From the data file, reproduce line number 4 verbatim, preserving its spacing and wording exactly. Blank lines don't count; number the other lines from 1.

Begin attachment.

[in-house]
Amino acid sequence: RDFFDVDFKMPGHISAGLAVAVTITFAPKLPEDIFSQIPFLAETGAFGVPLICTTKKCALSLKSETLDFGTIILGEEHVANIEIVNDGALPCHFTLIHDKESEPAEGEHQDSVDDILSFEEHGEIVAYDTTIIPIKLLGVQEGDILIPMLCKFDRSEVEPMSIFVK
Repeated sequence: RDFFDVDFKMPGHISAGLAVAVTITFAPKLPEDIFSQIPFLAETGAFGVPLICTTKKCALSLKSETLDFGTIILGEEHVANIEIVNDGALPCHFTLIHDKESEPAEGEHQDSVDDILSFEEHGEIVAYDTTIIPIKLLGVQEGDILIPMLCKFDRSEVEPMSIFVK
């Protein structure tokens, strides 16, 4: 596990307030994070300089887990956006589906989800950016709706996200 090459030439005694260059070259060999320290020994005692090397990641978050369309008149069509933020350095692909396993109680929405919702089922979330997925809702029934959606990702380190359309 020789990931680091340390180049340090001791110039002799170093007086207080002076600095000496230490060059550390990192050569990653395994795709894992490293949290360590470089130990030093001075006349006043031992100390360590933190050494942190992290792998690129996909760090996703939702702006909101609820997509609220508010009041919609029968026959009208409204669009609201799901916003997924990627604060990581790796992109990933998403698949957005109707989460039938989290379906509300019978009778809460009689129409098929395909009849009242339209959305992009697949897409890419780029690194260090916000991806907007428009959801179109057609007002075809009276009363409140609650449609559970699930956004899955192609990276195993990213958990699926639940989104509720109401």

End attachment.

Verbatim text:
């Protein structure tokens, strides 16, 4: 596990307030994070300089887990956006589906989800950016709706996200 090459030439005694260059070259060999320290020994005692090397990641978050369309008149069509933020350095692909396993109680929405919702089922979330997925809702029934959606990702380190359309 020789990931680091340390180049340090001791110039002799170093007086207080002076600095000496230490060059550390990192050569990653395994795709894992490293949290360590470089130990030093001075006349006043031992100390360590933190050494942190992290792998690129996909760090996703939702702006909101609820997509609220508010009041919609029968026959009208409204669009609201799901916003997924990627604060990581790796992109990933998403698949957005109707989460039938989290379906509300019978009778809460009689129409098929395909009849009242339209959305992009697949897409890419780029690194260090916000991806907007428009959801179109057609007002075809009276009363409140609650449609559970699930956004899955192609990276195993990213958990699926639940989104509720109401």